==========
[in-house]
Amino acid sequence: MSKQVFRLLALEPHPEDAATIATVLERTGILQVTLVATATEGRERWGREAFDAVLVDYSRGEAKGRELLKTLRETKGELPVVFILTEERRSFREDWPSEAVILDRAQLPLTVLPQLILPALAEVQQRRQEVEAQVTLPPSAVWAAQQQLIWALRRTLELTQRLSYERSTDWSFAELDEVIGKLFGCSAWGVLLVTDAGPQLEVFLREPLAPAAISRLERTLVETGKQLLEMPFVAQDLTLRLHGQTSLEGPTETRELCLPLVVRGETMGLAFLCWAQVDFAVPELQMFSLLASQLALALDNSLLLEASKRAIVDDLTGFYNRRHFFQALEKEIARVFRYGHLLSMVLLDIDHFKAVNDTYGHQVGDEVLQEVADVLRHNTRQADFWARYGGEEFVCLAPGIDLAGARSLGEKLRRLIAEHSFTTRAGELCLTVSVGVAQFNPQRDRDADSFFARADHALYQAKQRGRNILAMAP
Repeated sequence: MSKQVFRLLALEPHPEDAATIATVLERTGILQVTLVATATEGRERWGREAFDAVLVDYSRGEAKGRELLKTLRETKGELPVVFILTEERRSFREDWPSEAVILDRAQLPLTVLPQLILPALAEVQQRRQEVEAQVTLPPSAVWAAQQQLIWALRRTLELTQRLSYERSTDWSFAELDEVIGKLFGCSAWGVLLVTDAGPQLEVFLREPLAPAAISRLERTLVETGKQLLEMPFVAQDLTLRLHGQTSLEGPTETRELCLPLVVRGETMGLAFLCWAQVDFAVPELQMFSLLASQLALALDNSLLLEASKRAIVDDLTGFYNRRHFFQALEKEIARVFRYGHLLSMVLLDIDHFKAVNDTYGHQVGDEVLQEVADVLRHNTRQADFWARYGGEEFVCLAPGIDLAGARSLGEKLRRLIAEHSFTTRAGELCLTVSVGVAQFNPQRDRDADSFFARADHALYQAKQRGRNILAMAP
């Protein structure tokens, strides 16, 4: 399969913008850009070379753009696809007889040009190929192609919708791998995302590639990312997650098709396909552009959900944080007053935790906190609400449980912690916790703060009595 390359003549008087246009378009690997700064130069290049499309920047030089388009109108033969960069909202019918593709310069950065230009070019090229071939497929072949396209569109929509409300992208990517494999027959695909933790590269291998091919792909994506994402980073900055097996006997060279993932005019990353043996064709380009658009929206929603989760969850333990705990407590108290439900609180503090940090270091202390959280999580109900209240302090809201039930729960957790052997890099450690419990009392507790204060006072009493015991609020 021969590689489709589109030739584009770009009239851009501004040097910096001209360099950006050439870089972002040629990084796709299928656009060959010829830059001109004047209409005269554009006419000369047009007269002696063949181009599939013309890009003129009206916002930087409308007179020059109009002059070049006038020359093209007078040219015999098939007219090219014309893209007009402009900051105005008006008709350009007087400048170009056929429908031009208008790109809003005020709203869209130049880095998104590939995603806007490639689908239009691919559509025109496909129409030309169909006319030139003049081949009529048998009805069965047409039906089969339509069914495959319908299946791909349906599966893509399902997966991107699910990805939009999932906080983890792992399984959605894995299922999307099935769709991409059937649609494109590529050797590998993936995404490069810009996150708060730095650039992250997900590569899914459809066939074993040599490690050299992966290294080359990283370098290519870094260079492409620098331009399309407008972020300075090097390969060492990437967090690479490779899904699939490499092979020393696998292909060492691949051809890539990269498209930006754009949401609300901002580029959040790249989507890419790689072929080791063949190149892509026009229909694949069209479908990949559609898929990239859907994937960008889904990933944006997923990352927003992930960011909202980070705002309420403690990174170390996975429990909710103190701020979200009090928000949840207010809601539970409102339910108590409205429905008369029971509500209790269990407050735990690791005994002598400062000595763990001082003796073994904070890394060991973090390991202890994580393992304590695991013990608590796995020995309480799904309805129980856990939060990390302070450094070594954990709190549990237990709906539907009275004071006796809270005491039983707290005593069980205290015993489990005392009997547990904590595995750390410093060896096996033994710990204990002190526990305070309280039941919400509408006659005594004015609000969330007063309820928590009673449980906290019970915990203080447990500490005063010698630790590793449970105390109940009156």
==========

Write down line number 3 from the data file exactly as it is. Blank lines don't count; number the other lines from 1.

Repeated sequence: MSKQVFRLLALEPHPEDAATIATVLERTGILQVTLVATATEGRERWGREAFDAVLVDYSRGEAKGRELLKTLRETKGELPVVFILTEERRSFREDWPSEAVILDRAQLPLTVLPQLILPALAEVQQRRQEVEAQVTLPPSAVWAAQQQLIWALRRTLELTQRLSYERSTDWSFAELDEVIGKLFGCSAWGVLLVTDAGPQLEVFLREPLAPAAISRLERTLVETGKQLLEMPFVAQDLTLRLHGQTSLEGPTETRELCLPLVVRGETMGLAFLCWAQVDFAVPELQMFSLLASQLALALDNSLLLEASKRAIVDDLTGFYNRRHFFQALEKEIARVFRYGHLLSMVLLDIDHFKAVNDTYGHQVGDEVLQEVADVLRHNTRQADFWARYGGEEFVCLAPGIDLAGARSLGEKLRRLIAEHSFTTRAGELCLTVSVGVAQFNPQRDRDADSFFARADHALYQAKQRGRNILAMAP